PITTSBURGH – Cubs shortstop Nico Hoerner fielded the ground ball and, for the first time since straining his right triceps a week and a half ago, threw across the diamond to first base.
“It was solid,” he said before the Cubs series opener against the Pirates on Thursday. “I feel like I wasn’t changing my throwing motion or anything and felt healthy doing it.”
The Cubs classified the strain as “mild to moderate,” and have not put Hoerner on the injured list. Hoerner confirmed Thursday that he still expects to return before the end of the season.
“I’m not going to do it if it doesn’t make sense physically,” he said. “But if I’m in a place where I’m healthy and there’s a good chunk of games left – if it’s 30 or 40 at bats left to have, I think that’s valuable time, and it’s fun, and just a chance to finish the year on the field and take that in the offseason.
“It’s not a need to check this or that box statistically or anything like that. It’s just, you really only get to play for so long. So, when you do have the chance and you’re healthy, I do want to be out there.”
Hoerner has already played a career-high 125 games this season. His previous season high came in the pandemic-shortened 2020 season, when he played 48 games. Last year, he was limited by a series of injuries, including a strained left hamstring and a strained right oblique.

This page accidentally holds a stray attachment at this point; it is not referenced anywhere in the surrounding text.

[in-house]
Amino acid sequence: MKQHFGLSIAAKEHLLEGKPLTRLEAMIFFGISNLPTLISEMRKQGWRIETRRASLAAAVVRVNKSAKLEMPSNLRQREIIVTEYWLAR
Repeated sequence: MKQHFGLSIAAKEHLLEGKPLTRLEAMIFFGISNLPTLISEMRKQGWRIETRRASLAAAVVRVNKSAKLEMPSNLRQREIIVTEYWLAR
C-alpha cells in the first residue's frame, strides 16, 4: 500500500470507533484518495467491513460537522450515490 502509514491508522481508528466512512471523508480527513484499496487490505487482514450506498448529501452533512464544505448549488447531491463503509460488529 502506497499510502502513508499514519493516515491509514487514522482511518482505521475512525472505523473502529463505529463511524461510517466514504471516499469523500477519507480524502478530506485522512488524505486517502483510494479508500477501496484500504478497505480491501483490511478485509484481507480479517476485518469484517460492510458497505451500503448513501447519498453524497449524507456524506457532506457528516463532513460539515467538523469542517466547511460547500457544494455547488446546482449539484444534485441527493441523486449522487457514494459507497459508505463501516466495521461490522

“Those are core baseball muscles, you hear those words all the time, and those are ones that you want to be on top of and know how to take care of yourself,” Hoerner said.”So, it’s too bad that I had to miss time to learn that process. But I’m really proud of how I played throughout [this] year physically, being able to play every single day, going through the long stretch we had in August pretty much playing every game and feeling good physically. I mean, honestly, the best I felt physically [all season] was in early September.”
South Bend champions
The Single-A South Bend Cubs claimed the Midwest League title in a 7-4 win against Lake County on Wednesday.
“Putting your organization and your players in the championship environment, in the playoff environment, is extremely helpful,” Cubs manager David Ross said. “Because there’s a development process that you go through in the minor leagues and things that you do throughout a season that may not be all about just winning that day.
“And once you get to that winning environment, you get to learn those little details about what it takes to do that. And the more we get guys in that space, the better off we’ll be.”
Three Cubs minor-league affiliates made their respective playoffs this year. The Low-A Myrtle Beach Pelicans fell in their division series. The Double-A Tennessee Smokies played Game 2 of their division series on Thursday.
Suzuki not expected in Pittsburgh
Right fielder Seiya Suzuki is not expected back during a four-game series. As of Thursday afternoon, he and his wife were still awaiting the birth of their child. The Cubs put Suzuki on the paternity list last Saturday, and when he reached the three-day maximum, they transferred him to the restricted list as a procedural move.